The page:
Today less than one in 10 children play regularly in green spaces, half the number of children who played outdoors a generation ago …
This article was first published by London National Park City
Older generations know from experience how nature can help us feel good, it is vital that we ensure younger generations can also discover the beauty and wonder of spending time in nature for themselves.
Today less than one in 10 children play regularly in green spaces, half the number of children who played outdoors a generation ago. 7 out of 10 people feel they are losing touch with nature, 1/3 of people don’t feel they know enough about wildlife to pass knowledge on to their children. An average 8 year old 100 years ago could roam six miles from their house by themselves, 30 years ago it was half a mile and today many 8 year olds are not allowed onto the street by themselves and are confined inside.
Notwithstanding the myriad reasons why, children not having access to nature is becoming a Child Rights issue.
We’re in danger of normalising a culture of confinement. In the UK 3/4 of children spend less time outside than prisoners. Children are shuffled from indoors at home to indoors at school and back again. Indoor orientated lifestyles have led to personal, intimate connections decreasing, and technology being substituted for companionship and parenting. Confinement is marked by both physical and emotional deprivation, shutting children off from conditions needed to flourish; healthy relationships with people and place.
No wonder large numbers of children in London feel lonely, isolated, depressed, angry, stressed and unsatisfied. They are starting life with less physical freedom and less face to face contact with people and the natural world.
Nature deficit is a term used to describe a lack of exposure to nature. By definition, a deficit is a lack of something that is needed, it is the state of not having enough of something necessary. Nature deficit is a form of neglect, of lacking something necessary.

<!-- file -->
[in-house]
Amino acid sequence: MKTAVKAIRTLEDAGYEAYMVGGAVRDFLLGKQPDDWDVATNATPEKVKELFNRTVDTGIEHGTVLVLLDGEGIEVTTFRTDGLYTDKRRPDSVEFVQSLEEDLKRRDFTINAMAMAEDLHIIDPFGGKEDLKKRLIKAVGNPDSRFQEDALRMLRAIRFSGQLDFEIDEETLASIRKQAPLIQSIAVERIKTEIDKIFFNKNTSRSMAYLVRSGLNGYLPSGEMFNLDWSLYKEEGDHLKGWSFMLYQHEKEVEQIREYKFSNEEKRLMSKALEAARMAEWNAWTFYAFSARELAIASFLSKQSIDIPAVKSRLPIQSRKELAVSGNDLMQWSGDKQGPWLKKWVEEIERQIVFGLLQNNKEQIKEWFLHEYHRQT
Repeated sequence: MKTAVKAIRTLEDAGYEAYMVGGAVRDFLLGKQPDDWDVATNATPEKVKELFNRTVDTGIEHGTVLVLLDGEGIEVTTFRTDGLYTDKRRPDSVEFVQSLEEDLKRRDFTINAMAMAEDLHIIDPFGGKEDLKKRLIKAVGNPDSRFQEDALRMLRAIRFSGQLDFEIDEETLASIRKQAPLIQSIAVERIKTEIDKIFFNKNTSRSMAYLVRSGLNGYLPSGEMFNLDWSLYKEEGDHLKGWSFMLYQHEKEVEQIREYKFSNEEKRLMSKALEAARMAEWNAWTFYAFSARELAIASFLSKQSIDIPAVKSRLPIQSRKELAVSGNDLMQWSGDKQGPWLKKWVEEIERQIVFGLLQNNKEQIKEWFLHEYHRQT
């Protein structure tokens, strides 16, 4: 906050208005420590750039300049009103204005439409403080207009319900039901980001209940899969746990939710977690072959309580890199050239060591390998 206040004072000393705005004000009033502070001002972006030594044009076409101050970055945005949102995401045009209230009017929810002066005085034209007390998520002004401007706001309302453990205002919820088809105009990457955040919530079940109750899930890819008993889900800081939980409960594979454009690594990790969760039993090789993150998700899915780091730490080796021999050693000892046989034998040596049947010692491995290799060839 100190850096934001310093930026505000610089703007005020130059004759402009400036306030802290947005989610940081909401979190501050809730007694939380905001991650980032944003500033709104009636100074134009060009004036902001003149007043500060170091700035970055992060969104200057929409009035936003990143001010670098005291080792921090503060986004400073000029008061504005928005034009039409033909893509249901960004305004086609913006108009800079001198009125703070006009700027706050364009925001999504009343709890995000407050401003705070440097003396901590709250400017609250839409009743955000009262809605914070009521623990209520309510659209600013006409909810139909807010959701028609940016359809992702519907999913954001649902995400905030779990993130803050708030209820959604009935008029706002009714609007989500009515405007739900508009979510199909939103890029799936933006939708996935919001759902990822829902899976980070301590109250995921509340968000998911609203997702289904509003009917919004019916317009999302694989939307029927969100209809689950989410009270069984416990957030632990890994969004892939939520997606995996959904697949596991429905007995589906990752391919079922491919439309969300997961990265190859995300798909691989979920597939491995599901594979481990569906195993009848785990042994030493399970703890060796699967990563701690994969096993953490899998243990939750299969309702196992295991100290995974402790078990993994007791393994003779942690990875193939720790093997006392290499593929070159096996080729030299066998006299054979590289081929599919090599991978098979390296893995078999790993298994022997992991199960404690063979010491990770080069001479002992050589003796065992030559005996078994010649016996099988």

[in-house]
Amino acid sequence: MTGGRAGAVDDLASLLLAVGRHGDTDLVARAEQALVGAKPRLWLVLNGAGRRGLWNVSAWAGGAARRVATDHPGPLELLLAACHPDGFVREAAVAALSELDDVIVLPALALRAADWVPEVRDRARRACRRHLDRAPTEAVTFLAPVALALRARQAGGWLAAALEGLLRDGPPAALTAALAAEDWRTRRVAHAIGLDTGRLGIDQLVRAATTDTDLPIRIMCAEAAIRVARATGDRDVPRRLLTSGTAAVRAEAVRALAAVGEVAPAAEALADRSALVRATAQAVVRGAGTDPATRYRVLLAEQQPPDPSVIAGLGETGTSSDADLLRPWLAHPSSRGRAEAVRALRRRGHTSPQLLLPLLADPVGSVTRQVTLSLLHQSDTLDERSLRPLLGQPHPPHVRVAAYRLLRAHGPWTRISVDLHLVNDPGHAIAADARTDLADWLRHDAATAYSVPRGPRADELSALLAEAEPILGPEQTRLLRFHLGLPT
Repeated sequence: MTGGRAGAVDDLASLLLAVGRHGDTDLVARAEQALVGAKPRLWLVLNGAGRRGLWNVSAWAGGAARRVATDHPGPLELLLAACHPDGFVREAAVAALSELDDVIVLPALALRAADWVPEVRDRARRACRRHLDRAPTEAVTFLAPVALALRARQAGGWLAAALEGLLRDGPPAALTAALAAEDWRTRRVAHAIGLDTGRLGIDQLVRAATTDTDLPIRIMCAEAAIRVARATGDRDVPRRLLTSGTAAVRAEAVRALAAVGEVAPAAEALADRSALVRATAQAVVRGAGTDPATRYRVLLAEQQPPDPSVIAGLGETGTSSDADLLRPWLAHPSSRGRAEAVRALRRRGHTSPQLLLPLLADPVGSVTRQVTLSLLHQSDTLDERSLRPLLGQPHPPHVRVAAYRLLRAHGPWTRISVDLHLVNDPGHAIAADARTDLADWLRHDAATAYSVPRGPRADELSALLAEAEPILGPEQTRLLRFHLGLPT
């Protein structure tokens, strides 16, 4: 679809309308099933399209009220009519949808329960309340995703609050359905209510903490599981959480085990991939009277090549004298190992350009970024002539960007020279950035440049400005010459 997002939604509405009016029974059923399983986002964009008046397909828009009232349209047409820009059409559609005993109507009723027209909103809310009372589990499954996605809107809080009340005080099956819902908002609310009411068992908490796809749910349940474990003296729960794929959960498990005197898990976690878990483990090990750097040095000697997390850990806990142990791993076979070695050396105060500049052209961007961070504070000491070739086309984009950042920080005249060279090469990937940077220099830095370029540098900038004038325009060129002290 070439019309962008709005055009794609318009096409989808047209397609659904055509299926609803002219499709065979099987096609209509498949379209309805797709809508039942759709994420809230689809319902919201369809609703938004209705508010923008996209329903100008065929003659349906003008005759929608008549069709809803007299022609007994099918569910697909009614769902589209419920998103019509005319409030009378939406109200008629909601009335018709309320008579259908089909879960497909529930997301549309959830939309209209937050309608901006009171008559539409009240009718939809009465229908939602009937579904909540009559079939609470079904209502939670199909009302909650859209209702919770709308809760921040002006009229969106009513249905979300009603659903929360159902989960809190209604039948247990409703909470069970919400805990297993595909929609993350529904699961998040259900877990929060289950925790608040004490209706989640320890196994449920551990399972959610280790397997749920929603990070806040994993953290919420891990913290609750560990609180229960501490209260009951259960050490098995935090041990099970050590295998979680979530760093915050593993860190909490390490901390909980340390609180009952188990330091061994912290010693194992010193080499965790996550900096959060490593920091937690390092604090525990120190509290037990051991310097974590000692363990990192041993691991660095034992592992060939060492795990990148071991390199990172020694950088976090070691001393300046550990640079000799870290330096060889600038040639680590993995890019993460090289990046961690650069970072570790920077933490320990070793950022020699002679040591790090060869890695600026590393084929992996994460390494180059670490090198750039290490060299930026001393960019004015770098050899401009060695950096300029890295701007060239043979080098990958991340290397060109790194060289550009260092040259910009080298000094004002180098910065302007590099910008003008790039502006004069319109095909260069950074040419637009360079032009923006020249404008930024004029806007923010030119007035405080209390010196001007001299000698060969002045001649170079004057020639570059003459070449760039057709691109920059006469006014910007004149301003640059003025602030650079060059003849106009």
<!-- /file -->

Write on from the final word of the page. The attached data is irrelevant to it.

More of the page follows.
Withholding access to the outdoors is how we punish prisoners. Encouragement of a relationship with nature is how we should nourish children.
Hopefully we need no other reason than the self-evident truth that a desire to enjoy nature is part of the human condition (and rejection of nature is a sign of an impaired relationship with nature). However, if there is doubt, the UN Convention on the Rights of the Child provides a legal and moral imperative that a child’s education should include ‘the development of respect for the natural environment’, and that a child has a right to ‘rest and leisure, to engage in play and recreational activities appropriate to the age of the child’.
Enjoyment of nature is an inheritance that we must pass down to children, not just squander on ourselves, leaving younger generations with nothing. We need to create the conditions for enjoyment by ensuring that there are accessible natural spaces; by protecting, conserving and introducing green space in the areas where we reside, and ensuring there is a connection to natural spaces by nurturing a family culture of spending time in nature.